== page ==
Wednesday, February 20, 2008

7-year neck pain study sheds light on best care

Alternative approaches to manage neck pain ...

"A seven-year, international study published today finds that some alternative therapies such as acupuncture, neck manipulation and massage are better choices for managing most common neck pain than many current practices. Also included in the short-list of best options for relief are exercises, education, neck mobilization, low level laser therapy and pain relievers.

Therapies such as neck collars and ultrasound are not recommended. The study found that corticosteroid injections and surgery should only be considered if there is associated pain, weakness or numbness in the arm, fracture or serious disease.

The Bone and Joint Decade 2000-2010 Task Force on Neck Pain and Its Associated Disorders 236 page review of the current research on neck pain is published in the journal Spine. The multi-national and inter-disciplinary study team included Canadian, American, South American, Australasian and European researchers. The Task Force was created to help neck pain sufferers and health professionals use the best research evidence to prevent, diagnose and manage neck pain.

"Neck pain is not a trivial condition for many people," says Task Force president Dr. Scott Haldeman, clinical professor, department of neurology at the University of California, Irvine; and adjunct professor, department of epidemiology University of California Los Angeles. "It can be associated with headaches, arm and upper back pain and depression. Whether it arises from sports injuries, car collisions, workplace issues or stress, it can be incapacitating. Understanding the best way to diagnose and manage this problem is of high importance for those who are suffering and for those who manage and pay for its care."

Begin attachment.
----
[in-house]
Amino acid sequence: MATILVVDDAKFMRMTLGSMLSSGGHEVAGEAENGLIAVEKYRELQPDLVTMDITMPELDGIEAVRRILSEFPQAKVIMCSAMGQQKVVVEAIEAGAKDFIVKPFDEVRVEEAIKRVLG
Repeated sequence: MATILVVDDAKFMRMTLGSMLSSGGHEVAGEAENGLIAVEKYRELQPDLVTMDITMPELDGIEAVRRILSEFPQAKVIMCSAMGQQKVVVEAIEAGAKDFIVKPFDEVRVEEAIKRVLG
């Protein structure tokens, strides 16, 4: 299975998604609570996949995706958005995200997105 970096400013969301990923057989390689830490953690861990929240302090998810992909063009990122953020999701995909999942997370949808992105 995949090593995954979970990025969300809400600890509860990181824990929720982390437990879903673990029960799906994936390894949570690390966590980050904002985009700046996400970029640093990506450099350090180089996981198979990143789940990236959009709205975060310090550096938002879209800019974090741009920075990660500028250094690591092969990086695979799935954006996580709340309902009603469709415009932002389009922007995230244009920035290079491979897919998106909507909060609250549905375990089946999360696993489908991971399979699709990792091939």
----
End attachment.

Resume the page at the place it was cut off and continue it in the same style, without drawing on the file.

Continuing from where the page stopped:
The study found that neck pain is a widespread experience that is a persistent and recurrent condition for the majority of sufferers. It is disabling for approximately two out of every 20 people who experience neck pain and affects their ability to carry on with daily activities says the Task Force.

A key recommendation of the Task Force is that neck pain, including whiplash-related pain, be classified and treated in a common system of 4 grades:

Grade 1: neck pain with little or no interference with daily activities
Grade 2: neck pain that limits daily activities
Grade 3: neck pain accompanied by radiculopathy ("pinched nerve" -- pain weakness and/or numbness in the arm)
Grade 4: neck pain with serious pathology, such as tumor, fracture, infection, or systemic disease."    (Continued via EurekaAlert)    [Ergonomics Resources]

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